There's a great variation in the rate that state medical boards choose to hand out discipline to physicians, a new study has found.
When it comes to disciplinary action, including the revocation, suspension or surrender of a medical license, a lot may depend on where the physician practices, researchers at the University of Michigan Medical School found.
The percentage of doctors who are disciplined or pay a malpractice claim is four times less in some states than in others, according to the study published in BMJ Quality and Safety. And since there isn't such a wide difference in the actual behavior of doctors, the reason lies in the wide variation between states in their regulations, procedures, and resources for disciplining doctors, according to a university announcement about the study.
States with the highest number of disciplinary actions were Delaware, Kentucky and Ohio. States with the lowest rates included Massachusetts, New York, Connecticut and Pennsylvania.
"We don't know what the 'right' rate of physician disciplinary action is, but no state should want to be in the extremes," John A. Harris, M.D., one of the study authors, said in the announcement. "Patients assume oversight of doctors is well-regulated in all states, that all doctors are held to the same ethical standards and disciplined appropriately when needed. But there's no central governing body, and there's significant variation."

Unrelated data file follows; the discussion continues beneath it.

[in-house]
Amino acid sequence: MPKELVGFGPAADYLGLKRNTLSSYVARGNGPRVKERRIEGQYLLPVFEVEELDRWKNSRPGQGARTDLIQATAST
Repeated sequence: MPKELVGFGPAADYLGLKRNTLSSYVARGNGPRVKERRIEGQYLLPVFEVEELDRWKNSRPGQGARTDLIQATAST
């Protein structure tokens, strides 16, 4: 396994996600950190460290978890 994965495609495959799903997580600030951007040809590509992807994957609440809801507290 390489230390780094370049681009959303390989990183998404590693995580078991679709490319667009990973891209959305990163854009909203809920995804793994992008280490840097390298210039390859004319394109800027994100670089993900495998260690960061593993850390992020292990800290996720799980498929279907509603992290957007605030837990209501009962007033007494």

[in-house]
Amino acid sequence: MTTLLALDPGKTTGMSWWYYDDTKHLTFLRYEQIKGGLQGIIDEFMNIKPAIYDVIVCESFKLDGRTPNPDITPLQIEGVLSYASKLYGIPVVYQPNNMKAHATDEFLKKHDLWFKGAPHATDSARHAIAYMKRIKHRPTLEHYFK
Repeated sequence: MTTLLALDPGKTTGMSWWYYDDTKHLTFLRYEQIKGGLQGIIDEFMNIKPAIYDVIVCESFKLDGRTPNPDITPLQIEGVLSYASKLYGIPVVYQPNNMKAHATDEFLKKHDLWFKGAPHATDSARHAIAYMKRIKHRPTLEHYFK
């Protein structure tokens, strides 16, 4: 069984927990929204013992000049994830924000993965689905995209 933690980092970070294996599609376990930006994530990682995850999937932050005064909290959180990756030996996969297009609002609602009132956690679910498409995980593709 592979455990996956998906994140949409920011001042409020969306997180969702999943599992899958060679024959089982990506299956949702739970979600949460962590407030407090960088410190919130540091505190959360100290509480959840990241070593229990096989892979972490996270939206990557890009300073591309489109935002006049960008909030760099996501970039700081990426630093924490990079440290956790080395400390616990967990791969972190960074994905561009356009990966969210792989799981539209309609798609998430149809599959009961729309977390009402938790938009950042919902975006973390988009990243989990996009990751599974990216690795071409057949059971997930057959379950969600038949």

Researchers analyzed information from the U.S. National Practitioner Data Bank from 2010 to 2014 and found that each year about 4 out of 1,000 U.S. physicians will face disciplinary action. State medical boards reported 21,647 disciplinary actions, of which 5,137 involved the revocation, suspension or surrender of a license. States ranged from a rate of 2.13 to 7.93 disciplinary actions per 1,000 physicians.
State medical boards are self-governing bodies and can decide what kind of discipline is merited in different cases. "In one state the punishment for a particular violation could be a fine, while in another state you could lose your license for doing the same thing," said Elena Byhoff, M.D., who co-authored the study. Unlike many other countries, the U.S. has no national system for overseeing and disciplining physicians.
While doctors worry about malpractice suits, a complaint filed with a medical board can actually have more serious and long-lasting implications, as FiercePracticeManagement previously reported. Actions by medical boards are almost four times greater than the number of malpractice payouts reported.